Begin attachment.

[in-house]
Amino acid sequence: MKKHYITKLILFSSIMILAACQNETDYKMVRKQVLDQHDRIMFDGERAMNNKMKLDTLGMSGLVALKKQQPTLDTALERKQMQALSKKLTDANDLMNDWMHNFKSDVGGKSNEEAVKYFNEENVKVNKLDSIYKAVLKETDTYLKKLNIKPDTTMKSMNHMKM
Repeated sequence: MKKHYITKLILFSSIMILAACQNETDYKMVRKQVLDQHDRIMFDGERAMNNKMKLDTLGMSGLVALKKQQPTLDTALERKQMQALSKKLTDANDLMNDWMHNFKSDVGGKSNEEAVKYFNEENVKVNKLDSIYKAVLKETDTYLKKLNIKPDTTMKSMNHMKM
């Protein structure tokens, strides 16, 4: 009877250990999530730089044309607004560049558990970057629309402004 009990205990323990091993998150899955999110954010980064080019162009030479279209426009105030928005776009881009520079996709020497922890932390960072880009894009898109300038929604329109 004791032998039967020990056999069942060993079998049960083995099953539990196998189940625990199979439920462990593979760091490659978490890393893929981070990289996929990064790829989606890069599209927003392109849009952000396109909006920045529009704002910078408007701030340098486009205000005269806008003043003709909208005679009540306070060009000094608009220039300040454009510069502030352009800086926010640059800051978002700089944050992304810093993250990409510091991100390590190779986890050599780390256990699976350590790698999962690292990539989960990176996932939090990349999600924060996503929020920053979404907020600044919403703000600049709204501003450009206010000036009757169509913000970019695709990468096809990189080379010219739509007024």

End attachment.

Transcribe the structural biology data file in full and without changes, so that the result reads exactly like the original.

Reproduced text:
[in-house]
Amino acid sequence: MKKHYITKLILFSSIMILAACQNETDYKMVRKQVLDQHDRIMFDGERAMNNKMKLDTLGMSGLVALKKQQPTLDTALERKQMQALSKKLTDANDLMNDWMHNFKSDVGGKSNEEAVKYFNEENVKVNKLDSIYKAVLKETDTYLKKLNIKPDTTMKSMNHMKM
Repeated sequence: MKKHYITKLILFSSIMILAACQNETDYKMVRKQVLDQHDRIMFDGERAMNNKMKLDTLGMSGLVALKKQQPTLDTALERKQMQALSKKLTDANDLMNDWMHNFKSDVGGKSNEEAVKYFNEENVKVNKLDSIYKAVLKETDTYLKKLNIKPDTTMKSMNHMKM
């Protein structure tokens, strides 16, 4: 009877250990999530730089044309607004560049558990970057629309402004 009990205990323990091993998150899955999110954010980064080019162009030479279209426009105030928005776009881009520079996709020497922890932390960072880009894009898109300038929604329109 004791032998039967020990056999069942060993079998049960083995099953539990196998189940625990199979439920462990593979760091490659978490890393893929981070990289996929990064790829989606890069599209927003392109849009952000396109909006920045529009704002910078408007701030340098486009205000005269806008003043003709909208005679009540306070060009000094608009220039300040454009510069502030352009800086926010640059800051978002700089944050992304810093993250990409510091991100390590190779986890050599780390256990699976350590790698999962690292990539989960990176996932939090990349999600924060996503929020920053979404907020600044919403703000600049709204501003450009206010000036009757169509913000970019695709990468096809990189080379010219739509007024």